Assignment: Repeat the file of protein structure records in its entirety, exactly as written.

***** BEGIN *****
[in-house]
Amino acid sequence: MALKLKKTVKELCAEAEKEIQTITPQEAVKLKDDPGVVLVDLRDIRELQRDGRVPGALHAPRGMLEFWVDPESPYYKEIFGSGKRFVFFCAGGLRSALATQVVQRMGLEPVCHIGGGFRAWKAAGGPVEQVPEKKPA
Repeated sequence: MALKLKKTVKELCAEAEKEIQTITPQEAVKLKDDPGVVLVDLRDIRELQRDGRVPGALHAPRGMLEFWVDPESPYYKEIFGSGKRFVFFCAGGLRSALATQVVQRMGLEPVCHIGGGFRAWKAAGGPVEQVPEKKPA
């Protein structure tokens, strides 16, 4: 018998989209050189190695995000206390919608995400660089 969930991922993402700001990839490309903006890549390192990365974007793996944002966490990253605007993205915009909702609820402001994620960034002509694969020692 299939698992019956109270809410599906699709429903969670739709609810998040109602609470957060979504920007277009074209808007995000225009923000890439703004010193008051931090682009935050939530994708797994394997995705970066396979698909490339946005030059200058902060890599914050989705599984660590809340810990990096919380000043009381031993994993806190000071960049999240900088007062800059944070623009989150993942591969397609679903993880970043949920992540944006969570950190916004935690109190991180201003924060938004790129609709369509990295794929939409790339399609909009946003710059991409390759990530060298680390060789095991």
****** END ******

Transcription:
[in-house]
Amino acid sequence: MALKLKKTVKELCAEAEKEIQTITPQEAVKLKDDPGVVLVDLRDIRELQRDGRVPGALHAPRGMLEFWVDPESPYYKEIFGSGKRFVFFCAGGLRSALATQVVQRMGLEPVCHIGGGFRAWKAAGGPVEQVPEKKPA
Repeated sequence: MALKLKKTVKELCAEAEKEIQTITPQEAVKLKDDPGVVLVDLRDIRELQRDGRVPGALHAPRGMLEFWVDPESPYYKEIFGSGKRFVFFCAGGLRSALATQVVQRMGLEPVCHIGGGFRAWKAAGGPVEQVPEKKPA
């Protein structure tokens, strides 16, 4: 018998989209050189190695995000206390919608995400660089 969930991922993402700001990839490309903006890549390192990365974007793996944002966490990253605007993205915009909702609820402001994620960034002509694969020692 299939698992019956109270809410599906699709429903969670739709609810998040109602609470957060979504920007277009074209808007995000225009923000890439703004010193008051931090682009935050939530994708797994394997995705970066396979698909490339946005030059200058902060890599914050989705599984660590809340810990990096919380000043009381031993994993806190000071960049999240900088007062800059944070623009989150993942591969397609679903993880970043949920992540944006969570950190916004935690109190991180201003924060938004790129609709369509990295794929939409790339399609909009946003710059991409390759990530060298680390060789095991």